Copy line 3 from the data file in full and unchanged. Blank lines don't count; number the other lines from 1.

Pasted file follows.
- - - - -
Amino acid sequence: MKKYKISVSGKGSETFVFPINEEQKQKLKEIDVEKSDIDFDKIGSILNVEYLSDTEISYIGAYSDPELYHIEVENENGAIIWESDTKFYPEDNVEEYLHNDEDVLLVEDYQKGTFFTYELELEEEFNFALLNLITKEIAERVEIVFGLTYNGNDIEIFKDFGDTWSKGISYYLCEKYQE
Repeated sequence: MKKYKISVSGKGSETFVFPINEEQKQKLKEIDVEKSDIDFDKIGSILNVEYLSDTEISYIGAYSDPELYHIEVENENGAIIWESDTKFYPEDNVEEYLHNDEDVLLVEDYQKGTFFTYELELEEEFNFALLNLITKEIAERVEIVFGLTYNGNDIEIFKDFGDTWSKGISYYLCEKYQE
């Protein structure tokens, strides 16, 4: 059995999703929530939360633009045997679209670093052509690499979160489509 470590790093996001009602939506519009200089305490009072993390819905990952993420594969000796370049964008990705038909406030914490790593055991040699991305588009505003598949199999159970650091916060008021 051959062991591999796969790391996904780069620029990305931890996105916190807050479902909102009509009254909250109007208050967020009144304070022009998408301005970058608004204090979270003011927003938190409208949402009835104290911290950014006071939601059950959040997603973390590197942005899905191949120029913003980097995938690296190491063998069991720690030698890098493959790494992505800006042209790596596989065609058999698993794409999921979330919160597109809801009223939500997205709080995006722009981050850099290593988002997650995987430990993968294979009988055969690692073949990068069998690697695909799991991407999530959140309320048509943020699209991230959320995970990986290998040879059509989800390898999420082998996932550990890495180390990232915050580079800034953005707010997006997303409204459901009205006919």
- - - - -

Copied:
């Protein structure tokens, strides 16, 4: 059995999703929530939360633009045997679209670093052509690499979160489509 470590790093996001009602939506519009200089305490009072993390819905990952993420594969000796370049964008990705038909406030914490790593055991040699991305588009505003598949199999159970650091916060008021 051959062991591999796969790391996904780069620029990305931890996105916190807050479902909102009509009254909250109007208050967020009144304070022009998408301005970058608004204090979270003011927003938190409208949402009835104290911290950014006071939601059950959040997603973390590197942005899905191949120029913003980097995938690296190491063998069991720690030698890098493959790494992505800006042209790596596989065609058999698993794409999921979330919160597109809801009223939500997205709080995006722009981050850099290593988002997650995987430990993968294979009988055969690692073949990068069998690697695909799991991407999530959140309320048509943020699209991230959320995970990986290998040879059509989800390898999420082998996932550990890495180390990232915050580079800034953005707010997006997303409204459901009205006919």